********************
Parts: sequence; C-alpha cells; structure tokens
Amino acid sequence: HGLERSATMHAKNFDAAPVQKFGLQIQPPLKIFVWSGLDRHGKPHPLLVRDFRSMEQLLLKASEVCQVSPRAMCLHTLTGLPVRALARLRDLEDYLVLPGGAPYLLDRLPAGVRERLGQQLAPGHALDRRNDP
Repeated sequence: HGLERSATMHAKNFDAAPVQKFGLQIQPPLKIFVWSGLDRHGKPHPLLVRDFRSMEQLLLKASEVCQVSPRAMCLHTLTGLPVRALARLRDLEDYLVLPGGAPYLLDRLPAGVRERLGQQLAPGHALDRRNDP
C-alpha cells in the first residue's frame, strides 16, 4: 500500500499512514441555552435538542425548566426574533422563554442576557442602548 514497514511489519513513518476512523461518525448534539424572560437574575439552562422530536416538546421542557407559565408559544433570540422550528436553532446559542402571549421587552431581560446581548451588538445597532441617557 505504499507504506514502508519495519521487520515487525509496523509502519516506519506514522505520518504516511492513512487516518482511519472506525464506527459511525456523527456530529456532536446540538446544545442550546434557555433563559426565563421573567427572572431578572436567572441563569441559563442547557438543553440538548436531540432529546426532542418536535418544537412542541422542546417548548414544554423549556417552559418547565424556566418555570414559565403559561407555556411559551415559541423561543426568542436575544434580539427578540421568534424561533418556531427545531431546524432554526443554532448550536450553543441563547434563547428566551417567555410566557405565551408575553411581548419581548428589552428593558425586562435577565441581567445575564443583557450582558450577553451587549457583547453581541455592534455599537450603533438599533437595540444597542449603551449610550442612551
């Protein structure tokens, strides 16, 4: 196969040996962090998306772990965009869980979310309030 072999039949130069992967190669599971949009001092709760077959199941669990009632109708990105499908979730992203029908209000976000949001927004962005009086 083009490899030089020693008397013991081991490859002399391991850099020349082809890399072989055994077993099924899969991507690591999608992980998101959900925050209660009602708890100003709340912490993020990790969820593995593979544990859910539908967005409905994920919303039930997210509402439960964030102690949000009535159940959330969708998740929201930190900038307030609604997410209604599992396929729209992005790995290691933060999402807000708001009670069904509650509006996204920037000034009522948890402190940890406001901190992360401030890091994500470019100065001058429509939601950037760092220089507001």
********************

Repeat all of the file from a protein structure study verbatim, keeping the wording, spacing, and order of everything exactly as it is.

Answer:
Parts: sequence; C-alpha cells; structure tokens
Amino acid sequence: HGLERSATMHAKNFDAAPVQKFGLQIQPPLKIFVWSGLDRHGKPHPLLVRDFRSMEQLLLKASEVCQVSPRAMCLHTLTGLPVRALARLRDLEDYLVLPGGAPYLLDRLPAGVRERLGQQLAPGHALDRRNDP
Repeated sequence: HGLERSATMHAKNFDAAPVQKFGLQIQPPLKIFVWSGLDRHGKPHPLLVRDFRSMEQLLLKASEVCQVSPRAMCLHTLTGLPVRALARLRDLEDYLVLPGGAPYLLDRLPAGVRERLGQQLAPGHALDRRNDP
C-alpha cells in the first residue's frame, strides 16, 4: 500500500499512514441555552435538542425548566426574533422563554442576557442602548 514497514511489519513513518476512523461518525448534539424572560437574575439552562422530536416538546421542557407559565408559544433570540422550528436553532446559542402571549421587552431581560446581548451588538445597532441617557 505504499507504506514502508519495519521487520515487525509496523509502519516506519506514522505520518504516511492513512487516518482511519472506525464506527459511525456523527456530529456532536446540538446544545442550546434557555433563559426565563421573567427572572431578572436567572441563569441559563442547557438543553440538548436531540432529546426532542418536535418544537412542541422542546417548548414544554423549556417552559418547565424556566418555570414559565403559561407555556411559551415559541423561543426568542436575544434580539427578540421568534424561533418556531427545531431546524432554526443554532448550536450553543441563547434563547428566551417567555410566557405565551408575553411581548419581548428589552428593558425586562435577565441581567445575564443583557450582558450577553451587549457583547453581541455592534455599537450603533438599533437595540444597542449603551449610550442612551
């Protein structure tokens, strides 16, 4: 196969040996962090998306772990965009869980979310309030 072999039949130069992967190669599971949009001092709760077959199941669990009632109708990105499908979730992203029908209000976000949001927004962005009086 083009490899030089020693008397013991081991490859002399391991850099020349082809890399072989055994077993099924899969991507690591999608992980998101959900925050209660009602708890100003709340912490993020990790969820593995593979544990859910539908967005409905994920919303039930997210509402439960964030102690949000009535159940959330969708998740929201930190900038307030609604997410209604599992396929729209992005790995290691933060999402807000708001009670069904509650509006996204920037000034009522948890402190940890406001901190992360401030890091994500470019100065001058429509939601950037760092220089507001």